Glyphosate in Fruits and Vegetables – as Present as in the Media?

Report from a day in the lab

Dr. Florian Hägele

 

Glyphosate – hardly another pesticide receives as much media coverage and is so heatedly discussed. Glyphosate has been used worldwide for more than 40 years in enormous amounts in different pesticides to fight against weeds. But what is the outlook for our food? Is this expansive use of glyphosate also reflected in the contamination of our fruits and vegetables? Analyses of a total of 17,222 samples of conventionally and organically produced fruits and vegetables conducted by CVUA Stuttgart from 2010 to 2019 shed light on the situation.

 

Photo: Fruits and vegetables.

 

What is glyphosate?

Glyphosate, with the chemical name N-(Phosphonomethyl)glycine, is used worldwide in agriculture and gardens as an herbicidal substance to combat weeds among cultivated crops and plants. Glyphosate is currently still authorized for use in both Germany and the European Union (EU) as a plant protector substance for the combating of weeds. It is absorbed into green plant parts and spreads throughout the entire plant. Since it is not a selective herbicide, the application of glyphosate leads to the complete destruction of all plants, so it cannot be used during the growth phase of crops. Outside the EU, however, genetically modified, glyphosate resistant crops are grown that make the application of glyphosate during the growth period possible. Aside from the application of glyphosate as an herbicide, it is also used in cultures such as cereals, lentils or beans for desiccation (pre-harvest treatment for the purpose of speeding up the ripening process). Glyphosate has been criticized, however, because the substance has disadvantageous effects on the environment and, from the viewpoint of the International Agency for Cancer Research (IARC), it is classified as “likely carcinogenic” for humans. Other organizations and officials such as the Federal Institute for Risk Assessment (BfR) and the European Food Safety Authority (EFSA) have come to the conclusion, however, that no health risk exists if glyphosate is used properly. [1]

 

How is glyphosate detected in food?

Glyphosate belongs to a group of very polar pesticides that are determined with help from the so-called QuPPE (Quick Polar Pesticides) method. Glyphosate is hereby extracted from the crushed and homogenized test material with acidified methanol and is both qualitatively and quantitatively determined using liquid chromatography and mass spectrometry coupling (LC-MS/MS). Using this method, our laboratory can achieve a limit of determination for fruits and vegetables of 0.02 mg/kg of sample and a limit of detection of 0.007 mg/kg, depending on the matrix. The QuPPe method thus enables the reliable detection of even small residue amounts of glyphosate in our fruits and vegetables.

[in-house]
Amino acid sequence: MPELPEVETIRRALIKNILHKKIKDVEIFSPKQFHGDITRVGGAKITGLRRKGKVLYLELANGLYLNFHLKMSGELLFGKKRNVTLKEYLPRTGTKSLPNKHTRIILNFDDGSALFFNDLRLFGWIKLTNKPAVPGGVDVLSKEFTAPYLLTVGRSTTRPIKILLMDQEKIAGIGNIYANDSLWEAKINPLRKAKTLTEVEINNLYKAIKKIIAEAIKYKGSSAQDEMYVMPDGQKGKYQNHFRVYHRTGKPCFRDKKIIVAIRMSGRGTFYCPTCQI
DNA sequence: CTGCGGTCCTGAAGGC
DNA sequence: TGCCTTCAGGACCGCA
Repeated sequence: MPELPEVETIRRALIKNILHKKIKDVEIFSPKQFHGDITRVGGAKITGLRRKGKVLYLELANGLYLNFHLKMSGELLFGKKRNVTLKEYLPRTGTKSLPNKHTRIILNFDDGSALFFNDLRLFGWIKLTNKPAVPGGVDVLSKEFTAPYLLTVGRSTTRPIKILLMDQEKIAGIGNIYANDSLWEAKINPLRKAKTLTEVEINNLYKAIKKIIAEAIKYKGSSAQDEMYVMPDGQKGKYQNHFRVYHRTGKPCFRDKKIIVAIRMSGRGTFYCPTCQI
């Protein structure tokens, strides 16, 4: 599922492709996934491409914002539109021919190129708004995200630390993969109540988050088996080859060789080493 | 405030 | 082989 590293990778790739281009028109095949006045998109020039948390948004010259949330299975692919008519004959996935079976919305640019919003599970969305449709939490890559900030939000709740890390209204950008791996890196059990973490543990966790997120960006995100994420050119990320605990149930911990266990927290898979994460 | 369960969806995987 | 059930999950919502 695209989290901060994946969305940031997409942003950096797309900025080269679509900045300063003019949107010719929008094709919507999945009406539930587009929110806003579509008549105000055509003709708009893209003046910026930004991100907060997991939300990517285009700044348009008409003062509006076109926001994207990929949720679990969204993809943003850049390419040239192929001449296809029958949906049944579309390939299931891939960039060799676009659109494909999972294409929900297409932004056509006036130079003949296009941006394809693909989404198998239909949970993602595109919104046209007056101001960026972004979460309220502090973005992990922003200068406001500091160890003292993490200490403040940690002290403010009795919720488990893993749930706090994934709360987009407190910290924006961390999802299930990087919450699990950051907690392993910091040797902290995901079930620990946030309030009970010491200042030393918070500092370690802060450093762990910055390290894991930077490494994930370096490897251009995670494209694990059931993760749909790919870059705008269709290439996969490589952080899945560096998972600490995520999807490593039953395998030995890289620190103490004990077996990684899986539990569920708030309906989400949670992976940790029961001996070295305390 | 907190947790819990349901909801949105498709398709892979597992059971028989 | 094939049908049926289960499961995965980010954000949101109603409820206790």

This method is being used in many laboratories worldwide and is currently in the process of being standardized. At the same time, the method is being continuously developed in order to detect additional substances and sample types. The main degradation product of glyphosate, aminomethyl phosphonic acid (AMPA), for example, can also be determined with help from the QuPPE method. There is currently a trial being conducted with so-called ion chromatography with mass spectrometry-coupling (IC-MS/MS), with which our lab will be able to achieve even lower limits of determination of glyphosate.

 

Are there limits of determination for glyphosate in foods?

Regulation (EC) No. 396/2005 regulates EU-wide authorized maximum residue levels (MRLs) for pesticide residues in or on food and feed of plant and animal-based origins. Residue maximums are always based on a combination of each substance and fruit or vegetable culture, and take consideration of the particular method of application.